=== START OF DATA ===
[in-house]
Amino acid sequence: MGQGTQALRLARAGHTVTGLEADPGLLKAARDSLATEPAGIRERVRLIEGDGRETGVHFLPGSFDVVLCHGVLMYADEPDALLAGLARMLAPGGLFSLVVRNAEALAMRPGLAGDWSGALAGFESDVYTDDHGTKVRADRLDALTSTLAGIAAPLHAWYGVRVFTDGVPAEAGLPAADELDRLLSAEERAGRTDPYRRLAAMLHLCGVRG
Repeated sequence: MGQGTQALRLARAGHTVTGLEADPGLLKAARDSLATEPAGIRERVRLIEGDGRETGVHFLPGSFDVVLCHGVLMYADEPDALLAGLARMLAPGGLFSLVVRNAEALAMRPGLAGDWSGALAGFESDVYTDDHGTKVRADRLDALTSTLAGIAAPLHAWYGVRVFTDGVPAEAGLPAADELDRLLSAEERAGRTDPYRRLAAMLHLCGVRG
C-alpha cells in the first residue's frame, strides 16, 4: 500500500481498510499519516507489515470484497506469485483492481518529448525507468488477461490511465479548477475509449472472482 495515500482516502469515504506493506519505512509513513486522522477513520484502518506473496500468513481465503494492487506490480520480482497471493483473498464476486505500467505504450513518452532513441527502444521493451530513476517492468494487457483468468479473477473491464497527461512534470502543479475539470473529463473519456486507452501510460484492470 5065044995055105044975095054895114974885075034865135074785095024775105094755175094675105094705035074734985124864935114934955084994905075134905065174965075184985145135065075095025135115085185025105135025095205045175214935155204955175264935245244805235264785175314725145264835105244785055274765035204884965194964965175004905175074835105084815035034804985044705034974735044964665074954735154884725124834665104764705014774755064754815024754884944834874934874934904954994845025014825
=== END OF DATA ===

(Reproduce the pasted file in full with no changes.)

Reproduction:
[in-house]
Amino acid sequence: MGQGTQALRLARAGHTVTGLEADPGLLKAARDSLATEPAGIRERVRLIEGDGRETGVHFLPGSFDVVLCHGVLMYADEPDALLAGLARMLAPGGLFSLVVRNAEALAMRPGLAGDWSGALAGFESDVYTDDHGTKVRADRLDALTSTLAGIAAPLHAWYGVRVFTDGVPAEAGLPAADELDRLLSAEERAGRTDPYRRLAAMLHLCGVRG
Repeated sequence: MGQGTQALRLARAGHTVTGLEADPGLLKAARDSLATEPAGIRERVRLIEGDGRETGVHFLPGSFDVVLCHGVLMYADEPDALLAGLARMLAPGGLFSLVVRNAEALAMRPGLAGDWSGALAGFESDVYTDDHGTKVRADRLDALTSTLAGIAAPLHAWYGVRVFTDGVPAEAGLPAADELDRLLSAEERAGRTDPYRRLAAMLHLCGVRG
C-alpha cells in the first residue's frame, strides 16, 4: 500500500481498510499519516507489515470484497506469485483492481518529448525507468488477461490511465479548477475509449472472482 495515500482516502469515504506493506519505512509513513486522522477513520484502518506473496500468513481465503494492487506490480520480482497471493483473498464476486505500467505504450513518452532513441527502444521493451530513476517492468494487457483468468479473477473491464497527461512534470502543479475539470473529463473519456486507452501510460484492470 5065044995055105044975095054895114974885075034865135074785095024775105094755175094675105094705035074734985124864935114934955084994905075134905065174965075184985145135065075095025135115085185025105135025095205045175214935155204955175264935245244805235264785175314725145264835105244785055274765035204884965194964965175004905175074835105084815035034804985044705034974735044964665074954735154884725124834665104764705014774755064754815024754884944834874934874934904954994845025014825